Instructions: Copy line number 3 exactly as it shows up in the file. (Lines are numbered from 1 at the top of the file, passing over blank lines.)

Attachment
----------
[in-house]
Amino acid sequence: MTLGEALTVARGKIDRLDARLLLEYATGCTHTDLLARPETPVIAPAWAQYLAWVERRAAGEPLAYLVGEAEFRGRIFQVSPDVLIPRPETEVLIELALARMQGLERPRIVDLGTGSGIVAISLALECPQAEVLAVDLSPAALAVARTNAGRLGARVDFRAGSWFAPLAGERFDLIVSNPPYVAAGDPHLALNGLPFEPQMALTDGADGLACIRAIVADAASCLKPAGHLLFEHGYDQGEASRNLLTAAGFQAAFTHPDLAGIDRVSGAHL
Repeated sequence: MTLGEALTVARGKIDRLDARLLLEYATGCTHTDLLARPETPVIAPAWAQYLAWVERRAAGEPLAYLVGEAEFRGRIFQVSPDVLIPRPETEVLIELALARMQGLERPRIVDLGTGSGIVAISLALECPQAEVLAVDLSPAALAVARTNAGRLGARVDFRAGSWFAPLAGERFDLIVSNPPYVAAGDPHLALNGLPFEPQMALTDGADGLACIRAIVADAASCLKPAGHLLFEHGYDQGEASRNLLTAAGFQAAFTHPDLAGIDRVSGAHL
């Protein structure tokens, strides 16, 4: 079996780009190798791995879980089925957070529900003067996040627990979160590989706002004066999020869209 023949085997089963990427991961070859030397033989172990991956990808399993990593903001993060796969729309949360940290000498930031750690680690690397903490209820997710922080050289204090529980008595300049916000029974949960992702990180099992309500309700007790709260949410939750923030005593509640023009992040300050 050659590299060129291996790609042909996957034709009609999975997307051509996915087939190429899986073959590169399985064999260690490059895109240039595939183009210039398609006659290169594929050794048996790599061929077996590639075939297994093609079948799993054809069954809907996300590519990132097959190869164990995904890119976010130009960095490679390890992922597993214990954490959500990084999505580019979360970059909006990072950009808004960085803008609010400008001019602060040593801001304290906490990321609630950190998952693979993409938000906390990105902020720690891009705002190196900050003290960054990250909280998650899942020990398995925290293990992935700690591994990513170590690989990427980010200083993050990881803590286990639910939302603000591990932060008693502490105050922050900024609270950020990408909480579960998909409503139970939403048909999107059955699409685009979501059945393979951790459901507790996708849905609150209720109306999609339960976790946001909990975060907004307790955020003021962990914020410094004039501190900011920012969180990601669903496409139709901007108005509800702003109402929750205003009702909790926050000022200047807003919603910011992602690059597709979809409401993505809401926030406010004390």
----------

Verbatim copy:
Repeated sequence: MTLGEALTVARGKIDRLDARLLLEYATGCTHTDLLARPETPVIAPAWAQYLAWVERRAAGEPLAYLVGEAEFRGRIFQVSPDVLIPRPETEVLIELALARMQGLERPRIVDLGTGSGIVAISLALECPQAEVLAVDLSPAALAVARTNAGRLGARVDFRAGSWFAPLAGERFDLIVSNPPYVAAGDPHLALNGLPFEPQMALTDGADGLACIRAIVADAASCLKPAGHLLFEHGYDQGEASRNLLTAAGFQAAFTHPDLAGIDRVSGAHL